Numerous studies have documented that many older drivers adopt self-regulatory behaviors by limiting their driving in certain hazardous situations or by decreasing their total mileage or frequency of driving (Betz and Lowenstein ; Braitman and McCartt ; Braitman and Williams ; Charlton et al. ; Donorfio et al. [2008a]; Forrest et al. ; Lyman et al. ; Molnar et al. ; Naumann et al. ). In this study, we found that 1.5-49% of older drivers reported usually avoiding driving in various conditions. Possible reasons for self-restriction include compensation for particular deficits (e.g., avoiding night driving because of poor vision), a general common sense approach to traffic safety (e.g., avoiding driving in very bad weather; Charlton et al. ), a change in lifestyle (Molnar et al. ), or individual characteristics like gender or personality (Gwyther and Holland ; Molnar et al. ). In this study, we found that older drivers were more likely to self-restrict driving if they reported feeling confused, nervous or uncomfortable when driving, which is consistent with prior work suggesting that at least some older drivers are more likely to self-regulate driving when they recognize cognitive or visual deficits (Braitman and McCartt ; Braitman and Williams ; Lyman et al. ; Stutts ; West et al. ). While it is clear that many older drivers do limit their driving, it unlikely that such self-regulation alone can be relied upon to ensure older driver safety, as our work supports those of others suggesting that self-regulatory practices may be more related to personality than age alone (Molnar et al. ; Nichols et al. ).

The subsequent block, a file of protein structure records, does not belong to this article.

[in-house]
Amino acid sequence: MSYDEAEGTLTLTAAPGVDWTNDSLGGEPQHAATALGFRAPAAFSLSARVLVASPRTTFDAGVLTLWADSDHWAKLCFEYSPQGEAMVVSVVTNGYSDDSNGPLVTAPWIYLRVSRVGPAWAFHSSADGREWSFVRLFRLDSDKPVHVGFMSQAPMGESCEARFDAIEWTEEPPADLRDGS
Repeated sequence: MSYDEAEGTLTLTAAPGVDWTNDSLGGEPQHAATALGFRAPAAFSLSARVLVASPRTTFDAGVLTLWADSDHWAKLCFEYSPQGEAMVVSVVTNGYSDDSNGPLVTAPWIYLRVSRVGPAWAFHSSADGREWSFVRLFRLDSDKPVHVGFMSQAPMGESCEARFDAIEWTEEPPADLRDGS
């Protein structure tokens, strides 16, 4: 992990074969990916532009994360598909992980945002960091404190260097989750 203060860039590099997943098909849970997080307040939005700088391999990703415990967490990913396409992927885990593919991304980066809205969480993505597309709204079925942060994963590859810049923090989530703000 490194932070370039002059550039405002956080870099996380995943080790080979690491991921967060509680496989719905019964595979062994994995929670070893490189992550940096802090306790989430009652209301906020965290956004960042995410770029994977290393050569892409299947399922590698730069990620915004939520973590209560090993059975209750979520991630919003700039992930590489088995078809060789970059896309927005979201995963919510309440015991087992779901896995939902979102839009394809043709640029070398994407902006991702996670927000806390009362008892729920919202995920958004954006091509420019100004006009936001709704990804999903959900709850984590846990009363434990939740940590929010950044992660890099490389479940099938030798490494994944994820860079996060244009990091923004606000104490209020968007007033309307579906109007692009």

To date, almost all studies of self-restricted driving have sampled drivers aged 55 years and older, including a recent review of the association between personality and driving that focused on drivers aged 40 years and older (Nichols et al. ). In most of these studies of older drivers, increasing age has been associated with increased self-restriction in particular conditions or as decreased mileage or frequency (Braitman and McCartt ; Braitman and Williams ; Charlton et al. ; Donorfio et al. [2008a]; Forrest et al. ; Molnar et al. ; Naumann et al. ). In a previous small sample in one ED, drivers aged ≥65 years were more likely than those aged 18–64 to self-restrict in all situations, although detailed analyses on age and self-restriction interactions were not performed (Betz and Fisher ). In the current larger sample of drivers aged ≥25 years, age was not a significant independent predictor of self-restricted driving when examined as a continuous variable or by age group. In fact, we found that younger drivers were just as likely as older drivers to report avoiding driving in at least one hazardous situation (70% versus 68%, respectively). There were differences by age with respect to the particular situations avoided, however, with older drivers more likely than younger drivers to report avoiding driving at night (49% versus 22%) or on high speed roads (26% versus 7%). In a recent study using a national survey, Naumann et al. () found the same trend among younger and older drivers with similar proportions for avoiding driving at night (50% for older drivers versus 23% for younger drivers), but slightly higher estimates for avoiding driving on high speed roads (29% for older drivers versus 17% for younger drivers). We found that similar proportions of older (45%) and younger (48%) drivers reported avoiding driving in bad weather, which is also similar to estimates from Naumann (54% for older drivers versus 46% for younger drivers). Unfortunately, the survey used in the Naumann study did not ask younger drivers about self-restriction under other conditions, so our findings concerning younger driver avoidance of driving in heavy traffic, unfamiliar places, with others or when alone are novel. For these situations, we found no significant differences between older and younger drivers, but additional studies with larger, community samples would be useful to examine more closely possible age-differences in self-restricted driving patterns.